Imposter Syndrome - girl in too big, grown-up shoesAs one of my clients said
“You mean there’s a whole syndrome and I thought I was the only one?”

Have you ever had the experience of walking into a meeting at work, seeing the faces of your peers and colleagues around you and feeling as if you were a child walking into the “grown-up’s space” or that you just weren’t big enough, old enough or wise enough to be joining in this conversation?

If you have, you are not alone!

Surveys have shown that many, maybe over 70% of high achieving women, experience the Imposter Syndrome at some time in their lives or careers. At the very least it can be unsettling and anxiety inducing, at worst it can make life a misery.

Academically speaking, the Imposter Phenomenon was first described by Prof Pauline Clance and Dr Suzanne Imes in 1978. They were working with very talented, high-achieving women who felt unable to properly accept or own their achievements.

You may be experiencing Imposter Syndrome particularly if:

  • in the face of evidence of achievement
  • despite showing obvious ability (probably on many occasions)
  • you feel you don’t really deserve this
  • emotionally you don’t feel your success is your own
  • you have a deep sense of “one day I’ll be found out”.

But it doesn’t only affect women. Subsequent research has revealed that men are also familiar with feelings of being the Imposter… though while men certainly do experience this uncertainty and anxiety, studies suggest that the unsettling effects are frequently more significant and more persistent for women than for many men.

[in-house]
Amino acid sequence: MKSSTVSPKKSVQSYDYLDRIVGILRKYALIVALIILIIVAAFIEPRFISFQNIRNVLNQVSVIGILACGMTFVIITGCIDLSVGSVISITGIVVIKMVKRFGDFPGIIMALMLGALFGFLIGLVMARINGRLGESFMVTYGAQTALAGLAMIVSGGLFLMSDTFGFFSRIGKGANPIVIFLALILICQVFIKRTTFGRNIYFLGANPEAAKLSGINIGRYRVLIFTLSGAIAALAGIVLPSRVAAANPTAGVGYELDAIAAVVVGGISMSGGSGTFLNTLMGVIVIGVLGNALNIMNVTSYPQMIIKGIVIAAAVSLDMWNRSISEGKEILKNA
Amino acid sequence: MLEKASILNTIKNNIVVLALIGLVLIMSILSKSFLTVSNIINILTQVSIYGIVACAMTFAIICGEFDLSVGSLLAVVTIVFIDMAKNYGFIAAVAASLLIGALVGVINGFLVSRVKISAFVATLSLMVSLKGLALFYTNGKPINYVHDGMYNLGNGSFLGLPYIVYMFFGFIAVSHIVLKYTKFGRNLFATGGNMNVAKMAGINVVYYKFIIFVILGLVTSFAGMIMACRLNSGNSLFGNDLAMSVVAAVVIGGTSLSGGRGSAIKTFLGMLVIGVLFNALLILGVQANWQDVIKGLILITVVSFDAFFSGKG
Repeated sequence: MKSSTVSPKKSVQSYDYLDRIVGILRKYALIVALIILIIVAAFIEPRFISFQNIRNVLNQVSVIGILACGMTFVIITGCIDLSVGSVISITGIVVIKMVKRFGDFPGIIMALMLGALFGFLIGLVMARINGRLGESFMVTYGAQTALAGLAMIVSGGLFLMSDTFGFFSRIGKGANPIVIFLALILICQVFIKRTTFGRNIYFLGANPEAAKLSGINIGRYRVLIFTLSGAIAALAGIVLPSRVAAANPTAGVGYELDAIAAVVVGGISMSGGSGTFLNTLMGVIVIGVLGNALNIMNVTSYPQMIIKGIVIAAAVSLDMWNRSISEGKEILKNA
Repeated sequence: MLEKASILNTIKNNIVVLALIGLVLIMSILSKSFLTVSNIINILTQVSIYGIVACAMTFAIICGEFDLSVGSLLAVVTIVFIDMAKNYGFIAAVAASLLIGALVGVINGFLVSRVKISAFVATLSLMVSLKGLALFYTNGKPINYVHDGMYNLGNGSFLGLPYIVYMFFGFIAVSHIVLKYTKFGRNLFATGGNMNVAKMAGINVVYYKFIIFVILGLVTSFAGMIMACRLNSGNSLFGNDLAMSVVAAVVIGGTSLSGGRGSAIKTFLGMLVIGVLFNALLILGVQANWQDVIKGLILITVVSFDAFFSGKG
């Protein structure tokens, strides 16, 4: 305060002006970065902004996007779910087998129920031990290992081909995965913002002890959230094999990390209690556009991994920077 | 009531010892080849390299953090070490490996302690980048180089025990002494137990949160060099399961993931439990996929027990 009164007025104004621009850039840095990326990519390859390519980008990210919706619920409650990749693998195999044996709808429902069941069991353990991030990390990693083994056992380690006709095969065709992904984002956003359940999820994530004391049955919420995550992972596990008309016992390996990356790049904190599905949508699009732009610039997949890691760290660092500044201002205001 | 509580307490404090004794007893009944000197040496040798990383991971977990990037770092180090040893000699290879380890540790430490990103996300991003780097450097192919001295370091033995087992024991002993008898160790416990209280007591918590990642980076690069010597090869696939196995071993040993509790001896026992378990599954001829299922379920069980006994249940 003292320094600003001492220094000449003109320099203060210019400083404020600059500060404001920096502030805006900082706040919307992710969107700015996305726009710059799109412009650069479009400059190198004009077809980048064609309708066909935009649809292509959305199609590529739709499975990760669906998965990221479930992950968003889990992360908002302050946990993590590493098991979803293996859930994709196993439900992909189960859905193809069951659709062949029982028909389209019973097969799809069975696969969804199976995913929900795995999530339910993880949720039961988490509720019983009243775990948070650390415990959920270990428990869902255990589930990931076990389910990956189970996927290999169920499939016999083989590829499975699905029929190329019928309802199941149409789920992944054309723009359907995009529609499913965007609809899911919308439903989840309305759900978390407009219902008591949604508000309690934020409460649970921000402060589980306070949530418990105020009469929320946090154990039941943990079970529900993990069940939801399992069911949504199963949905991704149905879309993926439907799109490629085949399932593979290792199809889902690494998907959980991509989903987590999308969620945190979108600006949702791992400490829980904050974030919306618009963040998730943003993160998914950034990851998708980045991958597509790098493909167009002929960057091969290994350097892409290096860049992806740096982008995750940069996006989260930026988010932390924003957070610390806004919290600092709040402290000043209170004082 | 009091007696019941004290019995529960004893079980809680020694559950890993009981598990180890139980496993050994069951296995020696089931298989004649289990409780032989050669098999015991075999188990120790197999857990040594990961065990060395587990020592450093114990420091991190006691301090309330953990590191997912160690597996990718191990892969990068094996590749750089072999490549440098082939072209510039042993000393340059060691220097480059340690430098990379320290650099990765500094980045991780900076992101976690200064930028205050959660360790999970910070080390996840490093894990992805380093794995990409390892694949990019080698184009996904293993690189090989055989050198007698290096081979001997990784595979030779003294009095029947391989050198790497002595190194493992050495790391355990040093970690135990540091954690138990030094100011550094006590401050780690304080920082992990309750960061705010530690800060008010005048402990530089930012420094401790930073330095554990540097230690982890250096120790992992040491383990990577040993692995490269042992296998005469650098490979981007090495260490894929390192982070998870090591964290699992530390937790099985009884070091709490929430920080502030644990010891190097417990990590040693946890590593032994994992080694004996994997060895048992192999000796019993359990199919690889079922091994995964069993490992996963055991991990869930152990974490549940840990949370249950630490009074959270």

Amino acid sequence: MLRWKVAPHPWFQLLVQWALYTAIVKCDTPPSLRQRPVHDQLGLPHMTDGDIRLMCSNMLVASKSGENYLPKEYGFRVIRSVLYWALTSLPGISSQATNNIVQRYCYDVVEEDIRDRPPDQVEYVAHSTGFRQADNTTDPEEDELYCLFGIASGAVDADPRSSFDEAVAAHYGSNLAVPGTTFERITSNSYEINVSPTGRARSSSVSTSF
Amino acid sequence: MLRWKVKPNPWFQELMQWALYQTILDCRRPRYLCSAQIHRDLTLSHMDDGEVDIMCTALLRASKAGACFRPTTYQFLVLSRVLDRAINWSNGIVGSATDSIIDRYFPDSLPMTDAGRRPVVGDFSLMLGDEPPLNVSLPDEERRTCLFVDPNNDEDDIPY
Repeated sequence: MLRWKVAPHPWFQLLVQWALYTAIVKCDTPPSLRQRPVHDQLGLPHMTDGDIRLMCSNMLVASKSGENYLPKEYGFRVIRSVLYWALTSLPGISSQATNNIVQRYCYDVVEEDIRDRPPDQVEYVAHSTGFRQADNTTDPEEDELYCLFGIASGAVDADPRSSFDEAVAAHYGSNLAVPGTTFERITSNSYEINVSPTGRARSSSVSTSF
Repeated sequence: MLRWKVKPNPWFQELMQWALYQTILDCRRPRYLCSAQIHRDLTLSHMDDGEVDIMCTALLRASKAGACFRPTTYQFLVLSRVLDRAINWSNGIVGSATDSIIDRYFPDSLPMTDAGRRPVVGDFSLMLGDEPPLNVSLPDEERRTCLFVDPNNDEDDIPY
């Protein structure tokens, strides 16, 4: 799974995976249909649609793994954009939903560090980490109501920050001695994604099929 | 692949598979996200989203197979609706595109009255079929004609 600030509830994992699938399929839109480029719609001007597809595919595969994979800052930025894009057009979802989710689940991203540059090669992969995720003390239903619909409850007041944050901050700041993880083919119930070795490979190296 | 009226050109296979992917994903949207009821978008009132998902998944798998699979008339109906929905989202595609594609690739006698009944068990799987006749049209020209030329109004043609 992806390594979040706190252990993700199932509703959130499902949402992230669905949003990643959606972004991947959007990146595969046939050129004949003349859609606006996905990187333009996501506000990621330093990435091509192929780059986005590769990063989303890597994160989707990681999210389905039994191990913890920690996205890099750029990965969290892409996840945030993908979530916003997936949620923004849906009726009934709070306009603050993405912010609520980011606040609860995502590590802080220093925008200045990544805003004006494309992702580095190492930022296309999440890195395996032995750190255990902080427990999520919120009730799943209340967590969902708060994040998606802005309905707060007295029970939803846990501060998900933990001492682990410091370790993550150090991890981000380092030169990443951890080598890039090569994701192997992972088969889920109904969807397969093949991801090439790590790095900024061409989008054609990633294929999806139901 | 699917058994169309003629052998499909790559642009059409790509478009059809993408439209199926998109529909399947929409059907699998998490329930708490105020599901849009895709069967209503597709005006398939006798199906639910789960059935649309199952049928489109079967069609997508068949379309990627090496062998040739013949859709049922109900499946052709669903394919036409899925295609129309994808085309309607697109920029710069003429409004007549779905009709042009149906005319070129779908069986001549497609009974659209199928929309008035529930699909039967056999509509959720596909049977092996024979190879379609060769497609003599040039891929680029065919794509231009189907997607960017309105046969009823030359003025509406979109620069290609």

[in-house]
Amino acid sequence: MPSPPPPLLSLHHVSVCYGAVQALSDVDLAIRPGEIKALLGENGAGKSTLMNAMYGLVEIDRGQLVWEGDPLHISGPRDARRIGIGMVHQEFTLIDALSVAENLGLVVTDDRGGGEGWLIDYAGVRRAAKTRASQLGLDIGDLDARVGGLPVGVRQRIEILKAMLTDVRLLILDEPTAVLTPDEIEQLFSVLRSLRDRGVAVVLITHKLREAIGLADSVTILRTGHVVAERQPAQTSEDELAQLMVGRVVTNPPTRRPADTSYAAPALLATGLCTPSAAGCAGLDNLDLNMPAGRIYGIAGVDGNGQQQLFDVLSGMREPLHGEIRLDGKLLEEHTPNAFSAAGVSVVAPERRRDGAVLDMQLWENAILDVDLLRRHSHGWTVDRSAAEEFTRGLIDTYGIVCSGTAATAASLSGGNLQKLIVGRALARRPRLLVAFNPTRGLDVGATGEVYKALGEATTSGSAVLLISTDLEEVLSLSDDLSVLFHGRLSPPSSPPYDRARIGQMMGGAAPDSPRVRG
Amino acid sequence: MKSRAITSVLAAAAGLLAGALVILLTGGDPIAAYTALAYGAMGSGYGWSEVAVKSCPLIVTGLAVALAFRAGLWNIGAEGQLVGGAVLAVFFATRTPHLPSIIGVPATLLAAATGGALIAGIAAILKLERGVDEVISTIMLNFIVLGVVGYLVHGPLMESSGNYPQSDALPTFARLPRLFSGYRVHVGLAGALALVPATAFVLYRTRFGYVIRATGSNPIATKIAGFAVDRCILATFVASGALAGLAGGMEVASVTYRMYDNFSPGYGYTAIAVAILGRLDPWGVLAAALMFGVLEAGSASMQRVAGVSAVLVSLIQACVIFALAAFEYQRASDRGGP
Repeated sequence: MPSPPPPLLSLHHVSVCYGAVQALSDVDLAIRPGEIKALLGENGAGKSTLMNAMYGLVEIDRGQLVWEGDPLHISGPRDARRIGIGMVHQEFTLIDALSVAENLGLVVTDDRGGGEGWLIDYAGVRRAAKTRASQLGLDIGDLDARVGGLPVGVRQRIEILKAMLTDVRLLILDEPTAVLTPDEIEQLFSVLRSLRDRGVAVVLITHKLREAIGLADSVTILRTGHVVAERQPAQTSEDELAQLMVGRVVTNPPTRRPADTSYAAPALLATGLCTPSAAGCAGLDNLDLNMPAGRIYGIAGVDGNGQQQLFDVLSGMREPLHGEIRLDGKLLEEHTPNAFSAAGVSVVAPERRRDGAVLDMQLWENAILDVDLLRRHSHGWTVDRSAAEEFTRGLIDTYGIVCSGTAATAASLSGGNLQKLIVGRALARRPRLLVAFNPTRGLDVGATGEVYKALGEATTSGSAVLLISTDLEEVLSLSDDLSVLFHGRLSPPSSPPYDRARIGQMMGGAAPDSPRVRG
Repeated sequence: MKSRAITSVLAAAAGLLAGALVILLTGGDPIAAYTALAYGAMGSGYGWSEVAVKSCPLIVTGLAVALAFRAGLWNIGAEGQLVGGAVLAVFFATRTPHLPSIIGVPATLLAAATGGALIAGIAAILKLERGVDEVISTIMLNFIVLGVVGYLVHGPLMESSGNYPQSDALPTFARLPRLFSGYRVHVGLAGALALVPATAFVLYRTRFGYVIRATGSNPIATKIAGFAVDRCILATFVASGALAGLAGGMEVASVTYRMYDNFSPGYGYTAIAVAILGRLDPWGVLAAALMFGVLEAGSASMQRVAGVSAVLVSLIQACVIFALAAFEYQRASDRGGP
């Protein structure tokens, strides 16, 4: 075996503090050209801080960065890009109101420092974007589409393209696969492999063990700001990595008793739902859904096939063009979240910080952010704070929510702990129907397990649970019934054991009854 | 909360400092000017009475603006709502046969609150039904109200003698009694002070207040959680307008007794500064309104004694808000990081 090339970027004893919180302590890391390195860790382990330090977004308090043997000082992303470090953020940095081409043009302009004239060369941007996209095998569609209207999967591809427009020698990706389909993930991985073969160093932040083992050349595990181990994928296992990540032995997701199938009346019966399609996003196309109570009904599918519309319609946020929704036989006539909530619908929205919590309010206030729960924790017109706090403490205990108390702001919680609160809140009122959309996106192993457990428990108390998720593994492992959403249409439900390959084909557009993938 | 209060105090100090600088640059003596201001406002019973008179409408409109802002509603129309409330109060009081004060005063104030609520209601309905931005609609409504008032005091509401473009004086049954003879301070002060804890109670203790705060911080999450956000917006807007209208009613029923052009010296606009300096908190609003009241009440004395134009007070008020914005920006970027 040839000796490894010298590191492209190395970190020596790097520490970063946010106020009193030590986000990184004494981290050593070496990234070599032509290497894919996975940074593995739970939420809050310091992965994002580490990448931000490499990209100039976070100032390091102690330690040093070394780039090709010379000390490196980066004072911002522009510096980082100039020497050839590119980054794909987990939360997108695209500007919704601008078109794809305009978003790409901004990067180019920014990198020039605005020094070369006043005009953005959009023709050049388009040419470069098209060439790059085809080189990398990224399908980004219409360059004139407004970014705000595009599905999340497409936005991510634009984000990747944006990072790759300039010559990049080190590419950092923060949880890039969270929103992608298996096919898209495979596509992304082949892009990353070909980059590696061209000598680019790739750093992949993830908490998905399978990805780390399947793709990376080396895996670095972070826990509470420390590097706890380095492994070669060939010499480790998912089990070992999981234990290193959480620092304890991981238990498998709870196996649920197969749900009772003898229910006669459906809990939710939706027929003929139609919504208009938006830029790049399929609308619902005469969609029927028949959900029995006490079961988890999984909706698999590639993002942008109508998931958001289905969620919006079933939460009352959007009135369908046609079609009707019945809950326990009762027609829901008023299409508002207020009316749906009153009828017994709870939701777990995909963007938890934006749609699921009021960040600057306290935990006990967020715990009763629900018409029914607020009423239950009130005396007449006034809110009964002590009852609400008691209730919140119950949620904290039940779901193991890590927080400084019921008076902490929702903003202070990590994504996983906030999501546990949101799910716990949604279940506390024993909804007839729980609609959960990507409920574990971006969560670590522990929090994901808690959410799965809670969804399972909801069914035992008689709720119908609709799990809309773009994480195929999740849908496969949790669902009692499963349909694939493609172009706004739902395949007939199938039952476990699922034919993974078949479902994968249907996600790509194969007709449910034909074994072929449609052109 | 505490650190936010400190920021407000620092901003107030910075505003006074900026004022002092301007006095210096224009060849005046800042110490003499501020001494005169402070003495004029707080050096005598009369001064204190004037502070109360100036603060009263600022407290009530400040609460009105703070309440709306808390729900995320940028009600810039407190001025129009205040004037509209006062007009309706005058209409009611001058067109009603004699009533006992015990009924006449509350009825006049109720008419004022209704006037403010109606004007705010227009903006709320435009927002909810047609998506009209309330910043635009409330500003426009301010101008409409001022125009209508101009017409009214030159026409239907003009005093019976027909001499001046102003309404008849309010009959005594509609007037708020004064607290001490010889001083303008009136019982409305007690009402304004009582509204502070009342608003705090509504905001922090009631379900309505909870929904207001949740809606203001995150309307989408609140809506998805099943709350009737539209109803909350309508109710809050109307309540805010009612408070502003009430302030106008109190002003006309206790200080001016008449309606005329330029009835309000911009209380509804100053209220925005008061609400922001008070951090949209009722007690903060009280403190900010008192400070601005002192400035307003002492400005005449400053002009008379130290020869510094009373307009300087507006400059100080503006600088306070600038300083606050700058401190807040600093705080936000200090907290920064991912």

Experiencing the Imposter Phenomenon doesn’t mean there’s something wrong with you at all, remember in terms of sheer numbers, Imposters are probably in the majority! It certainly doesn’t mean you “need fixing” in any way. However, you might want to find ways to dump your Imposter and learn to take more pleasure and pride in your achievements.

It’s common to see that Imposters readily acknowledge that their obvious and measurable successes are just down to luck, a fluke, someone being nice to them – almost any reason will do as long as it’s not that they themselves are good. If pushed really hard Imposters might, just might grudgingly admit that yes, they did achieve it but only because they worked so darn hard at it – as if hard work invalidates the achievement.

At the core of the Impostor Syndrome is often a limiting belief masquerading as truth.

The specific belief might be different for each of us but common examples include:

  • I’m not good enough
  • I’ve been lucky – up til now
  • I don’t know enough
  • It should be easier than this

and beyond that belief is the paralysing fear that we’re not good enough and one day people will find out!

There are many ways to deal with these fears, some strategies for dealing with limiting beliefs are very quick and powerful but each and every one of us can take courage from the fact that feeling the emotion associated with a fear doesn’t mean we have to believe it or even act upon it.

Remember, FEAR is simply an acronym for False Evidence Appearing as Real.

And as Susan Jeffers recommends, we should feel the fear and do it anyway! There are so many very practical ways of building our confidence and developing practical skills that it seems a shame to waste our time feeling like an Imposter.

If you’d like to know more about dealing with the Imposter Syndrome, limiting beliefs or even fears, do drop me a line.